1. That God is great and awesome (v5). Nehemiah declared it: that God is great and awesome. Our God is the God of the Heaven, great and awesome. How great and awesome is our God? There are so many aspects to greatness and awesomeness of God; and we can preach sermons after sermons on this subject. But the one aspect that Nehemiah expressed in that one verse is the awesomeness of the all omnipotent God keeping covenant with men. Such is the awesomeness of God that despite we can do nothing to Him, He still cares to keep His promises to us! (Perhaps, one day, I will put up an entry on the greatness and awesomeness of God).

2. That God keeps covenant with those who love Him and obey His commands (v5). Our God is a covenant-keeping God, yet it is NOT a case of God will stick to the covenant no matter what. Nehemiah’s understanding was that God keeps covenant with those who love Him and obey Him. So, the parts that God is supposed to do in a covenant are for those who love Him and obey Him. Are you loving God? Are you obeying God? One angle we should be looking at, before we ask, “How come I do NOT get this or that from God, said of, in the covenant?” is whether we are indeed, loving our God and are obeying Him. If you neither love Him nor obey Him, can you still get from God? Sure, but it is by His grace, and if it is by grace, it is up to God whether or NOT He would give it; it would NOT be He is obligated to give, as in a covenant or contract. If you think it is wrong to even think of God ever NOT keeping His part of the covenant, God did that before, but NOT until the counterparty, the people of God, Israelites, first broke covenant with Him. God broke the covenant (“The Promised Land Covenant”) which He made with the Israelites before they entered the Promised Land, because the Israelites broke the covenant first (Judges 2:1-3 {If you want a full exposition of Judges 2, read this: Judges 2}).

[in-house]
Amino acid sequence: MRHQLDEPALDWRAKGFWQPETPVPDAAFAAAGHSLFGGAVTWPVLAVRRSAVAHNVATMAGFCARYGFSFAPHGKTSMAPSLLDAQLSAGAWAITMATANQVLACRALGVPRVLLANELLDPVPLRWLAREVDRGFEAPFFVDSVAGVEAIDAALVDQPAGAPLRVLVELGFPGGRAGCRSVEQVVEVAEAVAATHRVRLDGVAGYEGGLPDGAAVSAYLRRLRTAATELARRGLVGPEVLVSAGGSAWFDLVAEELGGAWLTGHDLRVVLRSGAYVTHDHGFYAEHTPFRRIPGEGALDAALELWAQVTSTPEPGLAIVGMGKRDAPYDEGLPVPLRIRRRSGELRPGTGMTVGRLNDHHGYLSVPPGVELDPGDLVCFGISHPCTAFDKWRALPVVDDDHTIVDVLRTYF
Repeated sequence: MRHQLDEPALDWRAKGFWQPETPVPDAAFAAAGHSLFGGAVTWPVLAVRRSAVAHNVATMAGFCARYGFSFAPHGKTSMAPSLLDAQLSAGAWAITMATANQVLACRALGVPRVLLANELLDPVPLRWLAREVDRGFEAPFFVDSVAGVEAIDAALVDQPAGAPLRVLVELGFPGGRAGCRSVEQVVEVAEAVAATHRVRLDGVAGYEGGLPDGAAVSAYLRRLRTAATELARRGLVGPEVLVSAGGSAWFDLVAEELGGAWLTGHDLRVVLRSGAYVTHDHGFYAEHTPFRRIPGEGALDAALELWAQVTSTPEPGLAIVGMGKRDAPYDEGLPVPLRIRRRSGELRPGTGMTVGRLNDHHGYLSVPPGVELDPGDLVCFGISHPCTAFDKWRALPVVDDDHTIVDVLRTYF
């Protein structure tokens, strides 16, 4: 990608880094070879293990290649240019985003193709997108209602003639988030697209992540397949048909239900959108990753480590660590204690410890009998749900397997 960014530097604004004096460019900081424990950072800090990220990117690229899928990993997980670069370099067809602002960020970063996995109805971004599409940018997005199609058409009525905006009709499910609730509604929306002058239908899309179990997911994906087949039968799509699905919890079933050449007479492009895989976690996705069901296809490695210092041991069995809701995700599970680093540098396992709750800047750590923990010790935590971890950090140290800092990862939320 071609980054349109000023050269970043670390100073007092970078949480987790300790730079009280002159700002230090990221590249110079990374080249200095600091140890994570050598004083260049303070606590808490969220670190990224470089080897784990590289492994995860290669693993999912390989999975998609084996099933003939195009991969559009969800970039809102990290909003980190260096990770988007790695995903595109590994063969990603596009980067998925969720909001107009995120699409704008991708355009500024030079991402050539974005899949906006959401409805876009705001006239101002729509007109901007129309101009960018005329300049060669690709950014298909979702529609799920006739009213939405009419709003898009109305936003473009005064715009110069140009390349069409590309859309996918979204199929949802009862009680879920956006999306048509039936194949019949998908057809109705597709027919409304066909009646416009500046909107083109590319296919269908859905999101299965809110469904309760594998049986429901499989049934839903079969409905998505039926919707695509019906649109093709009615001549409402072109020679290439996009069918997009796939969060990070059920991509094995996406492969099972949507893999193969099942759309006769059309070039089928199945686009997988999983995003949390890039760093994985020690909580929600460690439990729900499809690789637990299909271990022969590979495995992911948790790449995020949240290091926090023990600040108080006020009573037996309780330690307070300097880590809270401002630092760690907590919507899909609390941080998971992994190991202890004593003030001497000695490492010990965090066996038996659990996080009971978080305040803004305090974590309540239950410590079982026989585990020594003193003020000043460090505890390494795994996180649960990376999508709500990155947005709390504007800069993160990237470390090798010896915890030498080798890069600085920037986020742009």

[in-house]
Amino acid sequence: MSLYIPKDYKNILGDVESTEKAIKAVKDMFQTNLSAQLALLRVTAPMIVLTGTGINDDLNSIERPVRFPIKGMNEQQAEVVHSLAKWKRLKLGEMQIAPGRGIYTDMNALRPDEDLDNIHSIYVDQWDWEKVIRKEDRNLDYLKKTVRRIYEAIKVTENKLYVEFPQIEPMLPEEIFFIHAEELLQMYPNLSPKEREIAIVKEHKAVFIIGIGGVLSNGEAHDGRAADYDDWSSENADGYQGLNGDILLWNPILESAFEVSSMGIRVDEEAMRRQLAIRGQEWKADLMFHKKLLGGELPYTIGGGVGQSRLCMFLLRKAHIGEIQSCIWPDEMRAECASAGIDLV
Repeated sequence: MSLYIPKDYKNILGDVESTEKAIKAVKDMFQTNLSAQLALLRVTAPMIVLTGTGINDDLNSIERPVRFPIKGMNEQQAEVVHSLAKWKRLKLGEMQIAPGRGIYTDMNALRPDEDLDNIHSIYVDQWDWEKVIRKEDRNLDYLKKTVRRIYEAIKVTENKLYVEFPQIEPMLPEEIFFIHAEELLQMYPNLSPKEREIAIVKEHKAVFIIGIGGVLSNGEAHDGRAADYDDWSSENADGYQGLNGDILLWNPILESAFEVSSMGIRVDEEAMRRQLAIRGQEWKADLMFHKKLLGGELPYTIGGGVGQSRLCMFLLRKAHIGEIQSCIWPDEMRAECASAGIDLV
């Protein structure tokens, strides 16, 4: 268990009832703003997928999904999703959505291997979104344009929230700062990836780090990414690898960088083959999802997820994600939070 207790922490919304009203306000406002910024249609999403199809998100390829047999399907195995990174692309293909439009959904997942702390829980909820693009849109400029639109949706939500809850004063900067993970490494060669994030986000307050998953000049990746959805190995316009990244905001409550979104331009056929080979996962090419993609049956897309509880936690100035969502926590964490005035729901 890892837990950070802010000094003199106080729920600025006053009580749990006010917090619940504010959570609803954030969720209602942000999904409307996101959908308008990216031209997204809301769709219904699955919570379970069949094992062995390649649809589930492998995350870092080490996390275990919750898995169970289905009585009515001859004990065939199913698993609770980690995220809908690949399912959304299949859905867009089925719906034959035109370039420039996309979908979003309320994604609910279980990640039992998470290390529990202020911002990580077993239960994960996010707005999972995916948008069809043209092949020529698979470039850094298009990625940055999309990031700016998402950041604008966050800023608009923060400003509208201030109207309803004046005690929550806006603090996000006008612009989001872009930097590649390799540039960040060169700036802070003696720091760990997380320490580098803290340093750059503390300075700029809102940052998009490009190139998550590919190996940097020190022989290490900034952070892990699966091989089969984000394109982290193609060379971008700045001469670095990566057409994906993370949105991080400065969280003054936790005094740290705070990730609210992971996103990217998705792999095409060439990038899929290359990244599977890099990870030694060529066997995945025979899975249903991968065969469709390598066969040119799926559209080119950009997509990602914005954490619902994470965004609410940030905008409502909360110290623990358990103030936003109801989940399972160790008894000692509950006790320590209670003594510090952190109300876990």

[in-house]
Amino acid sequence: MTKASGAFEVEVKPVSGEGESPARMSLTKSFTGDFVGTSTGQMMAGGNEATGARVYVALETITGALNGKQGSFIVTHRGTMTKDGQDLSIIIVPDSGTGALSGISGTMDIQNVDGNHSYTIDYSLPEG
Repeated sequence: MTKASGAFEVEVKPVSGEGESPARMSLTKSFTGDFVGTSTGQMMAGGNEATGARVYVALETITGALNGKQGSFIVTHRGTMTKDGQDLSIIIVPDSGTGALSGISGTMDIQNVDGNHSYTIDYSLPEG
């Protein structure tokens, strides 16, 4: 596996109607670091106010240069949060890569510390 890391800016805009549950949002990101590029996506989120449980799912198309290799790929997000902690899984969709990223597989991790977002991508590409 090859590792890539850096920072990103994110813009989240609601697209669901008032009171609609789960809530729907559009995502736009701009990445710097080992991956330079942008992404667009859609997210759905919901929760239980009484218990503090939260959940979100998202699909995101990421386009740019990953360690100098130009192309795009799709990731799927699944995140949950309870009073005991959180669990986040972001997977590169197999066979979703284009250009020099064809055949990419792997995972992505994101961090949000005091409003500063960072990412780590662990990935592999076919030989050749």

3. That God wants us to confess our sins (v6-7). That was what Nehemiah did, before he put before God, his supplications. We ought to follow Nehemiah’s example, always confess our sins, before we even petition for God’s working on our behalf. Those who teach that 1 John 1:9 is NOT for believers ARE WRONG. (You may want to read this article of mine {1 John 1:9 is for believers}, if you are inclined to believe believers do NOT need to confess their sins after the one time confession, at born-again).

4. That God would remember His words (v8). In our prayers, we refer to the Word, refer to words we have received from God; God will remember them and will honor them. Nehemiah called to God to remember.

5. That God is a forgiving God, that if we would return to Him and obey Him, He would once again move to restore us (v9).  I want to stress here that we need to return and obey.

6. That God would give ear to the prayer of all those who delight in revering His name (v10-11). You do NOT think God “shama” (H8085) you, or (less accurately) “listening” to you? One angle to look at is, “Are you revering His name in delight?” Or are you just begrudgingly honoring His name?

7. That God would like us to talk to Him first before we act (v11). That was what Nehemiah did: He was intentioned to talk to the King about the plight of the remnants and the city of Jerusalem, but he talked to God first about his intention. It is involving God in our affairs, and NOT, we just do our thing and when we get into trouble, we run to God for help; NOT that we should NOT do that, run to God for help, if we indeed, we get into trouble (for it is better to get help from God still – late better than NOT!). But it is honoring God to talk to Him first, before we proceed.

You see, regardless you are going or NOT going, to rebuild the wall of the city or your church, your family, etc, you can take in the above 7 important understandings, and apply them in your life.

Link to author's items catalogue
Anthony Chia, high.expressions – Lord, may
you impress upon your teachers and preachers, that a way to pass down the legacy and heritage of our faith is to pass on the understanding to read with the intent to apply. Amen.